Two schools pull out of games against nationally-ranked foe because it remains unsanctioned

Cameron Smith

The Elkton, Maryland school known as Eastern Christian Academy has one of the nation's best rosters of top to bottom talent. It features 46 players, many of which are legitimate Division I prospects. Chief among them is Class of 2015 quarterback David Sills V, who famously committed to play college football at USC when he was still in middle school. The school, in its first year of operation after many of the team's players broke away from Red Lion Christian Academy in Bear, Del., has even been the subject of a full length feature article in Sports Illustrated.

David Sills V and David Sills IV of Eastern Christian Academy — Gary Bogdon/Sports Illustrated
David Sills V and David Sills IV of Eastern Christian Academy — Gary Bogdon/Sports Illustrated

Still, ECA has one significant problem: Teams don't want to compete against it because they don't know whether ECA will be considered a legitimate program. At this point, Maryland officials have yet to certify that ECA is a legitimate school.

According to the Philadelphia Daily News, that uncertainty has now cost ECA an early season game, with Pennsylvania power Philadelphia (Penn.) West Catholic backing out of its season opener against ECA, which was scheduled for Friday night. At almost the exact same time, another school on ECA's schedule -- Washington, D.C. program Friendship Collegiate -- also cancelled its scheduled date with the Honey Badgers citing similar concerns.

"There were just too many questions," West Catholic coach Brian Fluck told the Daily News. "I spoke with people from the PIAA and my administration. You worry about what might happen later in the season. Could the fact that we played this team come back to hurt our status? We weren't told not to play them. But no one thought it was worth it to take a chance."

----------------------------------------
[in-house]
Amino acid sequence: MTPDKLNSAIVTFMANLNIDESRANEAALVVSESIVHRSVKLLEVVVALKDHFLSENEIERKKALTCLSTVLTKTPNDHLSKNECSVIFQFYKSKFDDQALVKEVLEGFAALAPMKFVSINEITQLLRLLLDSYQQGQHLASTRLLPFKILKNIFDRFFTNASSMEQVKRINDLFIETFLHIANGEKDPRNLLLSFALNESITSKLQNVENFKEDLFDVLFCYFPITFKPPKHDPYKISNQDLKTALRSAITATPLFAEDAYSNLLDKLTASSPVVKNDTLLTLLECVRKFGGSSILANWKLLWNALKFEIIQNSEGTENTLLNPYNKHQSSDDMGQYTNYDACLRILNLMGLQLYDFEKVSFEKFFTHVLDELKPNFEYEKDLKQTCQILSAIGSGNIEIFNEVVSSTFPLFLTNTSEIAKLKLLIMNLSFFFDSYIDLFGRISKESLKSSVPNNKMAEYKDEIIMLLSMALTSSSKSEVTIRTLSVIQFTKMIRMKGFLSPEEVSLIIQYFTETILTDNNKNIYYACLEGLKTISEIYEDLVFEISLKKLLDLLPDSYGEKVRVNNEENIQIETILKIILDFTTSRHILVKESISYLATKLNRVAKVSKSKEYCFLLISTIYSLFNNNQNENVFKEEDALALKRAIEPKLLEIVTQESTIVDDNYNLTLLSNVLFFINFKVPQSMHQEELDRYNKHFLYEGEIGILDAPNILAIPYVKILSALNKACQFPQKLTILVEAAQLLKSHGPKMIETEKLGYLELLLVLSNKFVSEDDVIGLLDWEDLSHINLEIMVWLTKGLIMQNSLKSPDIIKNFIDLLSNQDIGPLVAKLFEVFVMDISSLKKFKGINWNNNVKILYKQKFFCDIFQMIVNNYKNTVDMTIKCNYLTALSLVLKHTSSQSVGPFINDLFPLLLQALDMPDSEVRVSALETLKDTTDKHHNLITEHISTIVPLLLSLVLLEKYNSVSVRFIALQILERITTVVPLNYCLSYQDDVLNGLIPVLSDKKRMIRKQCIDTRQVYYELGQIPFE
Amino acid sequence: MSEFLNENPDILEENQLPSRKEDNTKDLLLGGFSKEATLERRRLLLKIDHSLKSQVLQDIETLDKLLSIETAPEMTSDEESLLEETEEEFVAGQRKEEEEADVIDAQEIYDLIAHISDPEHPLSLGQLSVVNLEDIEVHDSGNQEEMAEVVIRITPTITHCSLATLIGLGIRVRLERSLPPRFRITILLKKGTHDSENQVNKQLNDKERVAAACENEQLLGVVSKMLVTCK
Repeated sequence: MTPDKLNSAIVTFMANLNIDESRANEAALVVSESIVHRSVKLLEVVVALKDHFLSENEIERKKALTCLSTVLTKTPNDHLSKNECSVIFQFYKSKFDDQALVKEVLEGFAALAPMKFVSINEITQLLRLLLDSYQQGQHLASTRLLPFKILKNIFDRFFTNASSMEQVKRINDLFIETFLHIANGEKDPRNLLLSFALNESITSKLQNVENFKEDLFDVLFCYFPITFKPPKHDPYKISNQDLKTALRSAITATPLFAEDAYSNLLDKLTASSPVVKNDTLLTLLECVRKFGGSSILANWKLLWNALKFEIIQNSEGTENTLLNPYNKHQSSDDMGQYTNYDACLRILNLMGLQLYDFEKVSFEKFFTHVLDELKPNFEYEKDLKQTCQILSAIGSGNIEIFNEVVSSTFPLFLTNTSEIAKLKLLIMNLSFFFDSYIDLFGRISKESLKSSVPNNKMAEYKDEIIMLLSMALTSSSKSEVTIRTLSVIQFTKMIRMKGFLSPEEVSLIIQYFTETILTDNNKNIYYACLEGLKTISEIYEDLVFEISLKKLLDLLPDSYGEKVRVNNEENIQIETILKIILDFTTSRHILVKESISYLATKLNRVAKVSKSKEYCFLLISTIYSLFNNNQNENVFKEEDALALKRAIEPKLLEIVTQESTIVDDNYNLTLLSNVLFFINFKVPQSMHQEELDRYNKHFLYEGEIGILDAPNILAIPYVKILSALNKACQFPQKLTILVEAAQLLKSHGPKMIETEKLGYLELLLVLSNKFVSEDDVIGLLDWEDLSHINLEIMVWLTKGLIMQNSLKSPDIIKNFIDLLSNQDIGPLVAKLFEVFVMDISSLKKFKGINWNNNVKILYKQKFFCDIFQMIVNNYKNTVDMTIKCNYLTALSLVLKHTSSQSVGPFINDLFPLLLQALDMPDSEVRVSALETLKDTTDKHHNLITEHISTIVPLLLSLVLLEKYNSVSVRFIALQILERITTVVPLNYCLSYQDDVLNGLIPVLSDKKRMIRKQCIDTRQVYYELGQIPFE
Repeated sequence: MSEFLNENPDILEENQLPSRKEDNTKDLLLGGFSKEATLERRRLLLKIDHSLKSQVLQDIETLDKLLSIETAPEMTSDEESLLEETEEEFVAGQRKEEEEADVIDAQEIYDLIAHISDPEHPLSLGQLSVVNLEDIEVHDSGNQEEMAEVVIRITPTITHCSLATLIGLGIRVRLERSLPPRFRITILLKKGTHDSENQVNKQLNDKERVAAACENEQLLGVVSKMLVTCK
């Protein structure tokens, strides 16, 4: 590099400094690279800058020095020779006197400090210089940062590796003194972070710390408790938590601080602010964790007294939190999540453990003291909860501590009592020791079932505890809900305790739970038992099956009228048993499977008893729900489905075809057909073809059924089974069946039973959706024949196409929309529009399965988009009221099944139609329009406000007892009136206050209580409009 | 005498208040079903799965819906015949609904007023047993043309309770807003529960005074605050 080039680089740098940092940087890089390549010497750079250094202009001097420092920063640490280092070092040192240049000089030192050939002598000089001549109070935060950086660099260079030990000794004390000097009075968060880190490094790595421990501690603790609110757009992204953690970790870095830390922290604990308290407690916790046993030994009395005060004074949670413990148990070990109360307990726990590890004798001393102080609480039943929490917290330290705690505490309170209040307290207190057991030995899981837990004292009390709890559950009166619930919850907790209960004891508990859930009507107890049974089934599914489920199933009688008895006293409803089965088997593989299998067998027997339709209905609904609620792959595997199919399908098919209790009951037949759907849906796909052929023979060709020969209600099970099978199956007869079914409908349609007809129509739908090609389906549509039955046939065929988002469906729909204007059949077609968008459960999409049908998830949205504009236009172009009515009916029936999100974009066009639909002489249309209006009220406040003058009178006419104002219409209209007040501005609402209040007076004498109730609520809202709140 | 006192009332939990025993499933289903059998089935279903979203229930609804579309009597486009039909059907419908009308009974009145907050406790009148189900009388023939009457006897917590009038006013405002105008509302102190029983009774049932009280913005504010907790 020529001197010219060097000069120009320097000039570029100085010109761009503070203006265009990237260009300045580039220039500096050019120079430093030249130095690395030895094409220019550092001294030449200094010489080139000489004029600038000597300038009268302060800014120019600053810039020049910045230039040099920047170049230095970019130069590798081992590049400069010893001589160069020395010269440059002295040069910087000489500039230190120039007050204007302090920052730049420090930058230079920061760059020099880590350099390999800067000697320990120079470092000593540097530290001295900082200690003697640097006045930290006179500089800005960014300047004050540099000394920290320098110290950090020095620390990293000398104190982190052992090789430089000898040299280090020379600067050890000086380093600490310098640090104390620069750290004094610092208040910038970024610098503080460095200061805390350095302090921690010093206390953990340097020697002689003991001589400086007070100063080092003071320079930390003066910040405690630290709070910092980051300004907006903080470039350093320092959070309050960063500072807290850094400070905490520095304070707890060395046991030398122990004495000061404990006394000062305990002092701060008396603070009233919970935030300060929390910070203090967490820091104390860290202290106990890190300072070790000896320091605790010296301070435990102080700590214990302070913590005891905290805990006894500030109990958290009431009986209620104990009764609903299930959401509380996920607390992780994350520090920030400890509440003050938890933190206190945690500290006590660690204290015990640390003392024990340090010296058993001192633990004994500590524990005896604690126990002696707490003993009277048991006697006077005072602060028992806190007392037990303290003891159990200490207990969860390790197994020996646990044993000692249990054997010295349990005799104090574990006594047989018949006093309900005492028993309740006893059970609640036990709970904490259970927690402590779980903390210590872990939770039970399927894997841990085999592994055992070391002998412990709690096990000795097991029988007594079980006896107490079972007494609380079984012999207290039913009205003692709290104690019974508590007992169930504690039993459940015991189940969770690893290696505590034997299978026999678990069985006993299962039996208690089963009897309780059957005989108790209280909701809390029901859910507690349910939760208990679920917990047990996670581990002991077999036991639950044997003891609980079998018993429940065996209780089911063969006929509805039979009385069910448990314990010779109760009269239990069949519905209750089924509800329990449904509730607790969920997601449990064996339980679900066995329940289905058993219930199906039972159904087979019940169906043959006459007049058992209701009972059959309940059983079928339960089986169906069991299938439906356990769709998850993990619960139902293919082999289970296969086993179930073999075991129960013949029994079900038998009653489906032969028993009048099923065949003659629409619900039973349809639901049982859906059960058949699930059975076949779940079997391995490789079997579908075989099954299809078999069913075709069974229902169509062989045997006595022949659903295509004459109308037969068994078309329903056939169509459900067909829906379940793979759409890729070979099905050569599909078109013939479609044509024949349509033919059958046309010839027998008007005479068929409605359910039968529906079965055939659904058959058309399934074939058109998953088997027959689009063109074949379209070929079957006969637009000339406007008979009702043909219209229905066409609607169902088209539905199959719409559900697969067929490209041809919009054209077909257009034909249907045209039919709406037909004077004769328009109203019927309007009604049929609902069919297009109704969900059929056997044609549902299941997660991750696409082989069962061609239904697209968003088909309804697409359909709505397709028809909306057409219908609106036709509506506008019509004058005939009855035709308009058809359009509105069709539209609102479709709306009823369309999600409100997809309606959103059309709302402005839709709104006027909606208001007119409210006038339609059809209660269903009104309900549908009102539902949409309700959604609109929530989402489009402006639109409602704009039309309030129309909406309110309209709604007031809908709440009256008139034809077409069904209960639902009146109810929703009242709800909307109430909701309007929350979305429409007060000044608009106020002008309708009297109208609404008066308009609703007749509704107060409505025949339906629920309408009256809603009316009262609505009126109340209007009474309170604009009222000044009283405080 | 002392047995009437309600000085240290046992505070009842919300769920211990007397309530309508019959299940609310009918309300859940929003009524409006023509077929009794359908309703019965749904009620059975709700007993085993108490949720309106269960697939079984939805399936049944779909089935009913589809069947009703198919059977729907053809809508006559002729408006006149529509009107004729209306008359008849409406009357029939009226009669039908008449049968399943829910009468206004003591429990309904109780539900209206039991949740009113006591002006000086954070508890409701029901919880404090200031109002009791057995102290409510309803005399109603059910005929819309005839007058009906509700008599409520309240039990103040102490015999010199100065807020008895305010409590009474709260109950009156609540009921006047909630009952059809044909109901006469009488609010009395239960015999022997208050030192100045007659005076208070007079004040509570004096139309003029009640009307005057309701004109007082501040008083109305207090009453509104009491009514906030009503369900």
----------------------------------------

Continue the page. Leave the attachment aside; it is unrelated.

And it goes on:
It's not hard to understand why Maryland officials would have a healthy dose of skepticism about ECA's academic bona fides. The school opened only after David Sills IV, the father of David Sills Jr. and one of the founders of ECA, needed a place for his son to star after he decided to leave Red Lion Christian.

The resulting search eventually led to the creation of ECA, which functions more as a club, with its students taking classes online with an entity known as National Connections Academy. The school has 54 total students 46 of which are male. It's no coincidence that all 46 boys at the school compete on the school's football team.

Still, things seemed to be in order for the 2012-13 season, with the team lining up a competitive regional schedule and earning plaudits from national polls, the one produced by RivalsHigh among them (with good reason; the Honey Badgers did win their first game 62-3, after all). Now, those plans may be under threat as other schools could consider following West Catholic's risk averse move.

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